The Premier League and the English Football League agreed a £250-million rescue package on Thursday, ending months of uncertainty for lower-league clubs struggling financially during the coronavirus pandemic.
The EFL said clubs in Leagues One and Two — the third and fourth tiers — would receive grants worth £50 million ($67 million).
The Premier League will provide a further financial commitment to help the EFL secure a £200-million loan facility for clubs in the second-tier Championship.
It follows months of negotiations between the two governing bodies, who had been criticised for their failure to reach an agreement.
The government has consistently said that the Premier League, rather than the taxpayer, must help the EFL.
“Our over-arching aim throughout this process has been to ensure that all EFL clubs survive the financial impact of the pandemic,” said EFL chairman Rick Parry.
“I am pleased that we have now reached a resolution on behalf of our clubs and as we have maintained throughout this will provide much-needed support and clarity following months of uncertainty.”
Premier League chief executive Richard Masters said: “The Premier League is a huge supporter of the football pyramid and is well aware of the important role clubs play in their communities.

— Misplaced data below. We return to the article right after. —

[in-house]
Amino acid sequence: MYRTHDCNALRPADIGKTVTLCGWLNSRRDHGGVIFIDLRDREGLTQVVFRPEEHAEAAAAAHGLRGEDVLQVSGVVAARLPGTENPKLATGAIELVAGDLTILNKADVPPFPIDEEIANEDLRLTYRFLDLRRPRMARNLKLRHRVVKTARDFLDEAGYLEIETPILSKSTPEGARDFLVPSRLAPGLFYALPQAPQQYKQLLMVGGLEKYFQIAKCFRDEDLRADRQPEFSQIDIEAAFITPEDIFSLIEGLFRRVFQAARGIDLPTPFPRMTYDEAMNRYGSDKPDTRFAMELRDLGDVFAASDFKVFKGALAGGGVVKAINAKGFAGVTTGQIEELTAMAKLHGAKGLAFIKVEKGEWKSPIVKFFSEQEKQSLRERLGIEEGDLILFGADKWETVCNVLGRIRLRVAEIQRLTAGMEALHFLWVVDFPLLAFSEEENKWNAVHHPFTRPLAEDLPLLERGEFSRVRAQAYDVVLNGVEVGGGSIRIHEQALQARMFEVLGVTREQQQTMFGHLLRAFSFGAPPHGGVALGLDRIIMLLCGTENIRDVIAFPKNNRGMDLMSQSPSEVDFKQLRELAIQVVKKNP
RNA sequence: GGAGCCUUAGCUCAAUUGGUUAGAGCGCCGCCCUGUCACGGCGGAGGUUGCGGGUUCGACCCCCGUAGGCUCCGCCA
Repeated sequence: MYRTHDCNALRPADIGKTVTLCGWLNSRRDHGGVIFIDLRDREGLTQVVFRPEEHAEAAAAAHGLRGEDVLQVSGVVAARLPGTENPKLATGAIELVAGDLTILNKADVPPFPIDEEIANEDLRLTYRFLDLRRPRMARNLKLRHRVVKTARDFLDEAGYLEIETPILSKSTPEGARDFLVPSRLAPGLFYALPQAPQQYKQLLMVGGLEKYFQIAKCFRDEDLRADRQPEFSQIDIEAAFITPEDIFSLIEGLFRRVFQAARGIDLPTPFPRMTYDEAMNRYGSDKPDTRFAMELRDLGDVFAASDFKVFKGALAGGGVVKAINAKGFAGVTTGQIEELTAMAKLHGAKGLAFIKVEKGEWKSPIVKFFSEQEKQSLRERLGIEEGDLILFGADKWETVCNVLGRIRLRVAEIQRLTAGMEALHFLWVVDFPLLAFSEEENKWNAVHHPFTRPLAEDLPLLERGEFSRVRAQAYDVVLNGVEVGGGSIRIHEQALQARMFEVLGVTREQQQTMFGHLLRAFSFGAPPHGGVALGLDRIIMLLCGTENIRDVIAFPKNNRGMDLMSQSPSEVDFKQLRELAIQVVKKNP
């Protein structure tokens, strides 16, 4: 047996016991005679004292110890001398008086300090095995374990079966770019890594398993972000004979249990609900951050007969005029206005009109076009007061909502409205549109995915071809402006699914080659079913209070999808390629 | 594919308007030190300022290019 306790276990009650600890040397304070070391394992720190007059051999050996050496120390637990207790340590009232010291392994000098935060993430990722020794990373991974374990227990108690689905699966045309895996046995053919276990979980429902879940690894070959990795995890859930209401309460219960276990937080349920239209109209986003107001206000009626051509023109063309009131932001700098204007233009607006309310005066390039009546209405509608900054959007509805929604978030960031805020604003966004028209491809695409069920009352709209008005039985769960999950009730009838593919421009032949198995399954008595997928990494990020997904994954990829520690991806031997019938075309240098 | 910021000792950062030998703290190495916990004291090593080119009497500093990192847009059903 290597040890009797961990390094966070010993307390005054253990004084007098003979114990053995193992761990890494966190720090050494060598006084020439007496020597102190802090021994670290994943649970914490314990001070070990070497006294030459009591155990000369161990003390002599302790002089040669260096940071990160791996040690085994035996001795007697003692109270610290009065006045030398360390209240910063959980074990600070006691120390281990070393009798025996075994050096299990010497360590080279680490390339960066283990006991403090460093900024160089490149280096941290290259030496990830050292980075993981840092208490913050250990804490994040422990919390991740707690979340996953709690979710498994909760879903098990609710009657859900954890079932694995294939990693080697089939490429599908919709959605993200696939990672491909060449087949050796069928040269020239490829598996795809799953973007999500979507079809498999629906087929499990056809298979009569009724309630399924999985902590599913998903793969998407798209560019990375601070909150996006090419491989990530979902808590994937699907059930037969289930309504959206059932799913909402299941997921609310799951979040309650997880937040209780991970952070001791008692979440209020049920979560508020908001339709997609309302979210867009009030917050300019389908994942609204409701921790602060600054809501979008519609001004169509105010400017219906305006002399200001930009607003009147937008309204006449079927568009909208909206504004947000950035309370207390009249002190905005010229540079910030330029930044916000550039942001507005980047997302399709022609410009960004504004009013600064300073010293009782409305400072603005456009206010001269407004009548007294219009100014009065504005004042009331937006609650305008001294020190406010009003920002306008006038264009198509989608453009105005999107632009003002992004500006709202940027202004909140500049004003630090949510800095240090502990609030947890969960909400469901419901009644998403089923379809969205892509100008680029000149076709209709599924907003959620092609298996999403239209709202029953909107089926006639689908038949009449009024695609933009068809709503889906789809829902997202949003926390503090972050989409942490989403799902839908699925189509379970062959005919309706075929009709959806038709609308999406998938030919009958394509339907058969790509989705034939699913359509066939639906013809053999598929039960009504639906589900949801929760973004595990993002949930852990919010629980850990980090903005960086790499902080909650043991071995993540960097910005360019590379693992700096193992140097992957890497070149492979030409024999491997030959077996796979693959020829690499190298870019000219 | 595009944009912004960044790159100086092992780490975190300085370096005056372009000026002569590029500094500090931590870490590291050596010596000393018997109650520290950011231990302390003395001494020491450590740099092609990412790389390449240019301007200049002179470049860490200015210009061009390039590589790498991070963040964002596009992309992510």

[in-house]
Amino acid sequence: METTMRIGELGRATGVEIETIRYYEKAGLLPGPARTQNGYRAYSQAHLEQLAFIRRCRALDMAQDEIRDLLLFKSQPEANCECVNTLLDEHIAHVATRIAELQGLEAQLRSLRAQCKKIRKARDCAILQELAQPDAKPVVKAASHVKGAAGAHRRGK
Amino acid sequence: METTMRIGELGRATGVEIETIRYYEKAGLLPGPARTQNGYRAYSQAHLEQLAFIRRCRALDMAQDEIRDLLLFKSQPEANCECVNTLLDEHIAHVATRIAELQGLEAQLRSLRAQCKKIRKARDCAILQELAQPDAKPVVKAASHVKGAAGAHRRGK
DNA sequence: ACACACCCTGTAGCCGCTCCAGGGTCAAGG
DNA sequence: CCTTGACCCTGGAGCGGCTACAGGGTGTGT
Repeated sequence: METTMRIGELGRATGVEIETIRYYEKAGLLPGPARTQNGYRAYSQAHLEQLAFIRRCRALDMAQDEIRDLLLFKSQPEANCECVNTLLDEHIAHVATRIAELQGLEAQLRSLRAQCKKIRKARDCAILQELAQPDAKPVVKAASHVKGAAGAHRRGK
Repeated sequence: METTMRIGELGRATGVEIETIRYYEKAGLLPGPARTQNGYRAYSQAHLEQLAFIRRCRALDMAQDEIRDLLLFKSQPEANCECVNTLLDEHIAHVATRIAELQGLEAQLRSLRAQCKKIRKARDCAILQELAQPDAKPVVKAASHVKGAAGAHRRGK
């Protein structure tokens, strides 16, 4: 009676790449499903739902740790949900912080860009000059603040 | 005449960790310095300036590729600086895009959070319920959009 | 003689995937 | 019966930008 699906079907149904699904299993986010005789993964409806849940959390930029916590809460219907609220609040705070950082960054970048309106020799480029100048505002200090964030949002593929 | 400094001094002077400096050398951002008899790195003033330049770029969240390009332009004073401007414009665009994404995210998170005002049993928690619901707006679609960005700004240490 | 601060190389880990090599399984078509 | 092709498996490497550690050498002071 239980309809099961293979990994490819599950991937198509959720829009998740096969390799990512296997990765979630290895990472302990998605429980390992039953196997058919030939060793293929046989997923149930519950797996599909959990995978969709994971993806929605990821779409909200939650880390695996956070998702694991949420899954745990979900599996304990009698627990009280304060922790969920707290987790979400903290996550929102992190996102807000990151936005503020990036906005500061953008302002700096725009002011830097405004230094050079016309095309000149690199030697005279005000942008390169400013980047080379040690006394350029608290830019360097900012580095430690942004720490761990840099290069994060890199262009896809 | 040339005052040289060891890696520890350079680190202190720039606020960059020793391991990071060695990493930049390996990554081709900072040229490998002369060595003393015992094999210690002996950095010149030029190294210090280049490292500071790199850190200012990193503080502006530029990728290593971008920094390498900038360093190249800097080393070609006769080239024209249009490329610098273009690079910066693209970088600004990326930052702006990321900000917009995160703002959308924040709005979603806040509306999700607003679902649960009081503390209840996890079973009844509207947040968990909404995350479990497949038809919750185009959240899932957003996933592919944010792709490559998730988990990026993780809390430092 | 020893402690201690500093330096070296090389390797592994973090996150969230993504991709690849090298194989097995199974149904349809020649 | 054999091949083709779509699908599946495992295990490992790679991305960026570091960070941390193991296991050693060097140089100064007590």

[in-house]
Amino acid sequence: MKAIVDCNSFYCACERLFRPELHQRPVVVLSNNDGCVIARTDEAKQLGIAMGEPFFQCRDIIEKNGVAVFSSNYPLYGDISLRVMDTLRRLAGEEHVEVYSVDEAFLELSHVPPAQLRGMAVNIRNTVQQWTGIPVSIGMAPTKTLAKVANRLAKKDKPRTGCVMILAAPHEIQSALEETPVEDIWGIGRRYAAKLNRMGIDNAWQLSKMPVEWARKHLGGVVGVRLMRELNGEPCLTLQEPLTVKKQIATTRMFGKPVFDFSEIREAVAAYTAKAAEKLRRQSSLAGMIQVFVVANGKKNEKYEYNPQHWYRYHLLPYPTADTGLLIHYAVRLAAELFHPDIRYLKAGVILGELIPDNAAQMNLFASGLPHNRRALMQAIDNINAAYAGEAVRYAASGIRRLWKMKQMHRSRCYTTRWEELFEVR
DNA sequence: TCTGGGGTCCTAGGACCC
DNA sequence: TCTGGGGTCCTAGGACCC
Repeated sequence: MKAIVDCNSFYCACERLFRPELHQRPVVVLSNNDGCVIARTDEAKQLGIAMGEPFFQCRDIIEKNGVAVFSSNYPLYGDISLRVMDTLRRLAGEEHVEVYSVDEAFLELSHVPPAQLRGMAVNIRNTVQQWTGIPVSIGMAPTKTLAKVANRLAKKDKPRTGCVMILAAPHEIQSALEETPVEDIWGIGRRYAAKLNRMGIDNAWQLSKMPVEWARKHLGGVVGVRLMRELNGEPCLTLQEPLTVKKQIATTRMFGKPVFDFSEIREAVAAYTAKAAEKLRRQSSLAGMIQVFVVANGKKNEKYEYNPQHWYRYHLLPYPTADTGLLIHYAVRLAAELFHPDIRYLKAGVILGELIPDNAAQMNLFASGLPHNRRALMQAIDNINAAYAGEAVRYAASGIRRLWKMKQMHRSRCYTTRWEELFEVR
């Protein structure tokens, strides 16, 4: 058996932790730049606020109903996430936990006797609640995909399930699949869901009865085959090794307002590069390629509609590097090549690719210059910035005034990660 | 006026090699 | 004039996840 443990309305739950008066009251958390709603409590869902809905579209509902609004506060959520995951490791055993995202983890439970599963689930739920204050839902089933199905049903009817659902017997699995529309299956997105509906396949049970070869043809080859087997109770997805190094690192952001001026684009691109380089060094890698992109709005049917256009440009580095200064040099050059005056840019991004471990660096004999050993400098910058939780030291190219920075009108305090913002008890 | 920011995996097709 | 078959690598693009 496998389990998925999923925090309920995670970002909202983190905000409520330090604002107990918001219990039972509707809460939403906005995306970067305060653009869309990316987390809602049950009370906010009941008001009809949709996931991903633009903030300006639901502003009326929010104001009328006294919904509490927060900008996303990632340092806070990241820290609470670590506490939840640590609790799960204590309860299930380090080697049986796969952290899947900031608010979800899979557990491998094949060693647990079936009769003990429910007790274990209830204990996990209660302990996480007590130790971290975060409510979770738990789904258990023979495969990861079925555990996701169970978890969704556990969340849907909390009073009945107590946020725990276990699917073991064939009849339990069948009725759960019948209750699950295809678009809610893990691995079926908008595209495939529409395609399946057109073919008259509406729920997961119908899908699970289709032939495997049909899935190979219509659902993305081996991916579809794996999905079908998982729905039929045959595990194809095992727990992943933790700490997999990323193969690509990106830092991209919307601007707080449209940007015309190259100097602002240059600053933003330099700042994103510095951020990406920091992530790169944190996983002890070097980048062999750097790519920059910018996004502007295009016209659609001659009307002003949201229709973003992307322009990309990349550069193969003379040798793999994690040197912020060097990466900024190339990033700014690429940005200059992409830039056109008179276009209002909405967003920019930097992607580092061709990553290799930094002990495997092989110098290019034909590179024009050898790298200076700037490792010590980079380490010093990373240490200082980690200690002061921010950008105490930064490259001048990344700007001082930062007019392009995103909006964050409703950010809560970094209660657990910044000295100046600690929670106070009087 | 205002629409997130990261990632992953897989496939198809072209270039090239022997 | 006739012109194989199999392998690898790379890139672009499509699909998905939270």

“Our commitment is that no EFL club need go out of business due to Covid-19.
“All football clubs continue to suffer significant financial losses as a result of the pandemic, but Premier League shareholders today unanimously agreed to provide additional funding and support for EFL clubs in real financial distress.”
The package for Leagues One and Two is understood to be £30 million to be split between the 48 clubs in those divisions, plus access to a further £20 million package of monitored grants.
The £30 million will be paid immediately from the Premier League to help cover lost matchday revenue.
The monitored grants can be applied for by clubs in need, with a joint EFL and Premier League panel ruling on eligibility.
The Premier League has committed to cover up to £15 million in interest and arrangement fees to enable a £200 million loan to be secured for Championship clubs.
Culture Secretary Oliver Dowden said: “I warmly welcome this deal between the Premier League and the EFL, which provides up to £250 million support to help clubs through Covid.
“I’m glad that football has come together to agree this substantial package. Fans are starting to return and we look forward to building on this as soon as it’s safe.”